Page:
Neither execute nor deliver are problem words in translation – at least not when found separately. Execute will typically mean one of two things:
1) to have a contract signed by someone with authority to do so; or
2) to perform or complete a contract or duty.
Deliver, when found alone, will also either indicate one of two things:
1) that an instrument is to be physically delivered (i.e. to take or hand over to someone); or
2) nothing at all.
Allow me to elaborate on this latter point. In concluding clauses of contracts that will not actually be physically delivered, the word delivered is just a fossilized term. It’s something we continue to write in our contracts even though times have changed and the entire transaction may be done online. And, of course, that’s where the translation problem originates.
Let’s look at the following example:
This agreement and the New Warrants have been duly executed and delivered by the Company.
As Adams points out, this is problematic. First, because it’s not clear why they used execute rather than sign. Second, because the phrasing seems to suggest that delivery is required for an effective contract, but seal and delivery is not really the requirement for all contracts.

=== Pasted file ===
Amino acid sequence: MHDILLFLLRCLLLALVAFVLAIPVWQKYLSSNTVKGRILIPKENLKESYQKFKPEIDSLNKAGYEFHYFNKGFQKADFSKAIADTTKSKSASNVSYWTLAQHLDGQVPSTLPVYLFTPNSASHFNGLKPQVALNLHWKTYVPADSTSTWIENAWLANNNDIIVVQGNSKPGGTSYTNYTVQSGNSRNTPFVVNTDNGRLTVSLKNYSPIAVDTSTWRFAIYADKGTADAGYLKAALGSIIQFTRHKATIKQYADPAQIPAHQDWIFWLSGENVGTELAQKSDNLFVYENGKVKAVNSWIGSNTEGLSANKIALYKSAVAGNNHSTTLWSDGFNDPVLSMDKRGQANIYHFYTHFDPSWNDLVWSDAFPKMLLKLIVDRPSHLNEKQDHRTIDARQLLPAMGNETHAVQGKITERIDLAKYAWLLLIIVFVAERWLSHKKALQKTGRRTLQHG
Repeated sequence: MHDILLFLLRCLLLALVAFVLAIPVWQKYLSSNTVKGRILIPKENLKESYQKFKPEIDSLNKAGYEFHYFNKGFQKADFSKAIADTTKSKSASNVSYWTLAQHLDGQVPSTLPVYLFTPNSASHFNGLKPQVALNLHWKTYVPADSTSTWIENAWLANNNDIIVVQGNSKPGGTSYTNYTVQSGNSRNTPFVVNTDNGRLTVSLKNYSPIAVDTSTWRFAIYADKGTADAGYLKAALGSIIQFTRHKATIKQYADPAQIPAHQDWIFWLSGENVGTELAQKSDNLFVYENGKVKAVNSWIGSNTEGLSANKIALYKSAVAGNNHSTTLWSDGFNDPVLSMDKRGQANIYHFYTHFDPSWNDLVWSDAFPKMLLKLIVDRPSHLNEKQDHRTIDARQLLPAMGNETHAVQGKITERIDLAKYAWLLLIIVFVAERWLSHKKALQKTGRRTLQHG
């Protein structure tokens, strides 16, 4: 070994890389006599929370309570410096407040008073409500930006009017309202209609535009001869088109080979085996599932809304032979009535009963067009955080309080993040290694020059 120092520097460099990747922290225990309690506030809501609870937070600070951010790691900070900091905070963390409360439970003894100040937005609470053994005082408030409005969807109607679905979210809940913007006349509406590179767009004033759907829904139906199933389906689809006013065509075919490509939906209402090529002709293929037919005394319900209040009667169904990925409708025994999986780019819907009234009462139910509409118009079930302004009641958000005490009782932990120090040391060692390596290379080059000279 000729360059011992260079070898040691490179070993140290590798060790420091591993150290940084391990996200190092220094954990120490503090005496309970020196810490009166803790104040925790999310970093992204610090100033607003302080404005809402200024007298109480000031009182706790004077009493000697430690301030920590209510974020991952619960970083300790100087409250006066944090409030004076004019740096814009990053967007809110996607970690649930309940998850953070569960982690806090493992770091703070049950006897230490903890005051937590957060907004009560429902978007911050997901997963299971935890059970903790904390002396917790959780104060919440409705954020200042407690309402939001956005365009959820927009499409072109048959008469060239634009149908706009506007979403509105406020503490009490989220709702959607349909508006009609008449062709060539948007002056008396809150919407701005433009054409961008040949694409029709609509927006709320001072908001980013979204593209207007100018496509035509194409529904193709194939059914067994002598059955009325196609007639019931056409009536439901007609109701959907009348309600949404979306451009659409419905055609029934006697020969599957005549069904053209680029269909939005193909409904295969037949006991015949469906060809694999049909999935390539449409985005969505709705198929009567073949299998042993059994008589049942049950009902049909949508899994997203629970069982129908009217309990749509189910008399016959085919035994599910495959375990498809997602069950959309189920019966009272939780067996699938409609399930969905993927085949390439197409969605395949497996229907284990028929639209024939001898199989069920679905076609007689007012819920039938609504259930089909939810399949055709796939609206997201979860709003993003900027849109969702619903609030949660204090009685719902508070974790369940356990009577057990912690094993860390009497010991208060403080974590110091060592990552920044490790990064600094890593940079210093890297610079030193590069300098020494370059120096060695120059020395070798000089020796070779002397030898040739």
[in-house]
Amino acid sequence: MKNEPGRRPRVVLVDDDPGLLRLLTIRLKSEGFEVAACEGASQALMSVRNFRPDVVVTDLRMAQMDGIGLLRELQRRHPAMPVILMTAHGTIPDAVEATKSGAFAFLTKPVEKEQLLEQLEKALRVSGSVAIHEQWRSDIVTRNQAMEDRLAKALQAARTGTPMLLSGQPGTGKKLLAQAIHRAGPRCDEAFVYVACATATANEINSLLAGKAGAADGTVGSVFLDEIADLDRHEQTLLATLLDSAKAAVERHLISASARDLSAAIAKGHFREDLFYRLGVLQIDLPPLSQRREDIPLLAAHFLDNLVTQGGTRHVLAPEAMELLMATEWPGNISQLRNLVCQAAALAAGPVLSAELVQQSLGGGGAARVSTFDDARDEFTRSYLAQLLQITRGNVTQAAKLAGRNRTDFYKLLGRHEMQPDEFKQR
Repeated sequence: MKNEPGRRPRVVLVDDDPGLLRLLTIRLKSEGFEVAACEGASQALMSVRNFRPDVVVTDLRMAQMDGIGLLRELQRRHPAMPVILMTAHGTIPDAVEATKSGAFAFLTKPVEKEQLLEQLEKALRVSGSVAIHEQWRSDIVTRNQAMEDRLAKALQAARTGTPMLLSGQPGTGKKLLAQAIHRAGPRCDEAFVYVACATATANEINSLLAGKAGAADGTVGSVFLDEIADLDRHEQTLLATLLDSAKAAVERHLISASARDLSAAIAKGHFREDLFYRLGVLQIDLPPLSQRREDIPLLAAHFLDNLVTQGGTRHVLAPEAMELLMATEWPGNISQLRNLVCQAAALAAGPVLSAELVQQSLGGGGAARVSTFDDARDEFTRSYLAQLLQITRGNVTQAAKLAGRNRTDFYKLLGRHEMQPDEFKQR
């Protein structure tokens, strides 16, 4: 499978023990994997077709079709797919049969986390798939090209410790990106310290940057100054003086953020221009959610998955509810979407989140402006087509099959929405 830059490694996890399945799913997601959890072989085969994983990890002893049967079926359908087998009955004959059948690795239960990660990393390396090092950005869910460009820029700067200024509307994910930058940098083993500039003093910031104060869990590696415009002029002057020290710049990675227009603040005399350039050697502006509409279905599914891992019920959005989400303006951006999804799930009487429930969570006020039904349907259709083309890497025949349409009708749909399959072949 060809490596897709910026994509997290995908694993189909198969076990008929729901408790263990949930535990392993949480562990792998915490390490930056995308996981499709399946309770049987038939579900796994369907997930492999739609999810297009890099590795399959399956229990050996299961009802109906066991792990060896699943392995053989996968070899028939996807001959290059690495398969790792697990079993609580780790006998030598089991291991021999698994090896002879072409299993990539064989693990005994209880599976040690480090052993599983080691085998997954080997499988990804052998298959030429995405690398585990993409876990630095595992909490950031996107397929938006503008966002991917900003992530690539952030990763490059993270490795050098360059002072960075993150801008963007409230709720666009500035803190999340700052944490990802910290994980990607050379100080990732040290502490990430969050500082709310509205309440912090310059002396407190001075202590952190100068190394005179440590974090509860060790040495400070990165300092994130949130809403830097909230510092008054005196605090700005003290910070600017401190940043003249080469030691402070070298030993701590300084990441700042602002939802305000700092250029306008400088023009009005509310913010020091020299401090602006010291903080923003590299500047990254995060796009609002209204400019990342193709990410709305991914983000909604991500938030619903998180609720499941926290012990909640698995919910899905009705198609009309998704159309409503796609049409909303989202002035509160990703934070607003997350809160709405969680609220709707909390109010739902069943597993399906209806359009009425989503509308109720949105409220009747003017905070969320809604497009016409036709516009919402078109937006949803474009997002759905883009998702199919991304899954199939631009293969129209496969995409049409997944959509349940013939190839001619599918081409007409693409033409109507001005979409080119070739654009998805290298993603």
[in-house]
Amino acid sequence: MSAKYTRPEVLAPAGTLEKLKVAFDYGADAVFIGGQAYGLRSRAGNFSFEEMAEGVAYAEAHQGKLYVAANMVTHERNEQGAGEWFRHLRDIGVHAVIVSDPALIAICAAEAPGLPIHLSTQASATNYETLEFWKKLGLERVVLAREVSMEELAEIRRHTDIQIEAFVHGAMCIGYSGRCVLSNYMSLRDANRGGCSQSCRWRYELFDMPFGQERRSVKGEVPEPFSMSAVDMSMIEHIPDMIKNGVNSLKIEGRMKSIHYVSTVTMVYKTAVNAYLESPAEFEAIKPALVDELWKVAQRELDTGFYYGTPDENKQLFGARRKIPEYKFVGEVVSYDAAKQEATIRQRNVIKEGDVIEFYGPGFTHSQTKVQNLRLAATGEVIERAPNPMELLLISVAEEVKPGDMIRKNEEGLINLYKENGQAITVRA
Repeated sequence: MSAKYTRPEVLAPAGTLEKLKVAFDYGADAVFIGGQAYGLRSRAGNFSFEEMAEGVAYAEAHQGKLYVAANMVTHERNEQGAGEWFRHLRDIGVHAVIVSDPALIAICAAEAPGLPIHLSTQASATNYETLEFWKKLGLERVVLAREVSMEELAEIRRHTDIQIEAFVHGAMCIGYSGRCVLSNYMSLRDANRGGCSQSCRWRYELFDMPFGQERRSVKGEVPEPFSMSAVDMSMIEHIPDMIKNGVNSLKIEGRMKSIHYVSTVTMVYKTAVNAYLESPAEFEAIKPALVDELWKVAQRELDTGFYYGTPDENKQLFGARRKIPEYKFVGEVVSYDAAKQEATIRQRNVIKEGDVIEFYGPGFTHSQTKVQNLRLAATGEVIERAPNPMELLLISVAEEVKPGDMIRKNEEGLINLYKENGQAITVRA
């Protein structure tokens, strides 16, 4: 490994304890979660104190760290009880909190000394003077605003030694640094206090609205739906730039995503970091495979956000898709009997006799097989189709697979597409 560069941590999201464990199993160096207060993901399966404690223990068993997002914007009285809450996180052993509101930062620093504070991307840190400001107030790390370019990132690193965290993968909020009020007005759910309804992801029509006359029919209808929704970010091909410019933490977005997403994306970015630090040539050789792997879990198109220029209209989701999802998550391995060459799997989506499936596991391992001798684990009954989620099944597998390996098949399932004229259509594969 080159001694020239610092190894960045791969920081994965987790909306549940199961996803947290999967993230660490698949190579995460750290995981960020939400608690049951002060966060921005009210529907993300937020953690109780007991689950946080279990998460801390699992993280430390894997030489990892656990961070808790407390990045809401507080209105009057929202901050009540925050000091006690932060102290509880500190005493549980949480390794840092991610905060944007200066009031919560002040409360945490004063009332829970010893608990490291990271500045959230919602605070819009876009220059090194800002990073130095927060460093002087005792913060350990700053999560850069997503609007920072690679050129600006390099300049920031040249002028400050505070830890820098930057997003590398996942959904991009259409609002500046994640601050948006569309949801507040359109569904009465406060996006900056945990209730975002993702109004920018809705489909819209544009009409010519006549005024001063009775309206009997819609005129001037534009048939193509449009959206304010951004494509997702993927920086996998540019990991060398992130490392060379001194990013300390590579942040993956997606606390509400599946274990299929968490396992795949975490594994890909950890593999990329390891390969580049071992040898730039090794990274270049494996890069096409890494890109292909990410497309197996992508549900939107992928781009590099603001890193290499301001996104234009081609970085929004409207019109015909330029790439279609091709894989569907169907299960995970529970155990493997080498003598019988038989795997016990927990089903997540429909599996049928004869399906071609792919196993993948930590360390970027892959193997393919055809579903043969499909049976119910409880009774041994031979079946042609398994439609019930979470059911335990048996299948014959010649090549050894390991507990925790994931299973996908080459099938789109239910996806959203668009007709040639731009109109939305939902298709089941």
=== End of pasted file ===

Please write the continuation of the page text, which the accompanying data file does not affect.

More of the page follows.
In translation, when rendering execute and deliver literally word-for-word, translators will often convey the wrong meaning. Translating execute as synonymous of perform and deliver as physical delivery when no such delivery is going to occur.
Additionally, as a doublet, execute and deliver really just means to enter into. Another subtlety that often gets lost in translation. So, what is a translator to do? A simple flowchart can help.
In short, it all boils down to whether or not the contract will indeed be delivered. If so, then execute and deliver are independent terms and need to be interpreted as such (i.e. sign and physically hand over to someone). If not, then they are a doublet and simply mean enter into. It's really just that simple!